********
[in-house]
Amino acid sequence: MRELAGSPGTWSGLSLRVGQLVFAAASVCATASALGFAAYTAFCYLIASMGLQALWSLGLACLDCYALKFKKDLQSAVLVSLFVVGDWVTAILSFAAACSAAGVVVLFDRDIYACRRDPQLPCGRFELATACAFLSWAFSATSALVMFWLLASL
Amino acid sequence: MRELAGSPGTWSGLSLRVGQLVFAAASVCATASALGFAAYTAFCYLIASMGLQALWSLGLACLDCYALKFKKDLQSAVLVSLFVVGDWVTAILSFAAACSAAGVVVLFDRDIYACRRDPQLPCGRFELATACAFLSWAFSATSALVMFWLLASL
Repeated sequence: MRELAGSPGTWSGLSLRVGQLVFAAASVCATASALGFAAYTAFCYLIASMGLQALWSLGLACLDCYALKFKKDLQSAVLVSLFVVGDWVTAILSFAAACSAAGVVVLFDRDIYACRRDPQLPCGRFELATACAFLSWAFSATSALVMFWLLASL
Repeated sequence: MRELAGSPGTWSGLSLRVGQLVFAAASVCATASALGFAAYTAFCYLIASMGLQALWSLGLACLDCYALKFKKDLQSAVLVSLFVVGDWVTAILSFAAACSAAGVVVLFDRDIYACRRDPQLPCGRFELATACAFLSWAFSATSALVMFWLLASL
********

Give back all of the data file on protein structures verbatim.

[in-house]
Amino acid sequence: MRELAGSPGTWSGLSLRVGQLVFAAASVCATASALGFAAYTAFCYLIASMGLQALWSLGLACLDCYALKFKKDLQSAVLVSLFVVGDWVTAILSFAAACSAAGVVVLFDRDIYACRRDPQLPCGRFELATACAFLSWAFSATSALVMFWLLASL
Amino acid sequence: MRELAGSPGTWSGLSLRVGQLVFAAASVCATASALGFAAYTAFCYLIASMGLQALWSLGLACLDCYALKFKKDLQSAVLVSLFVVGDWVTAILSFAAACSAAGVVVLFDRDIYACRRDPQLPCGRFELATACAFLSWAFSATSALVMFWLLASL
Repeated sequence: MRELAGSPGTWSGLSLRVGQLVFAAASVCATASALGFAAYTAFCYLIASMGLQALWSLGLACLDCYALKFKKDLQSAVLVSLFVVGDWVTAILSFAAACSAAGVVVLFDRDIYACRRDPQLPCGRFELATACAFLSWAFSATSALVMFWLLASL
Repeated sequence: MRELAGSPGTWSGLSLRVGQLVFAAASVCATASALGFAAYTAFCYLIASMGLQALWSLGLACLDCYALKFKKDLQSAVLVSLFVVGDWVTAILSFAAACSAAGVVVLFDRDIYACRRDPQLPCGRFELATACAFLSWAFSATSALVMFWLLASL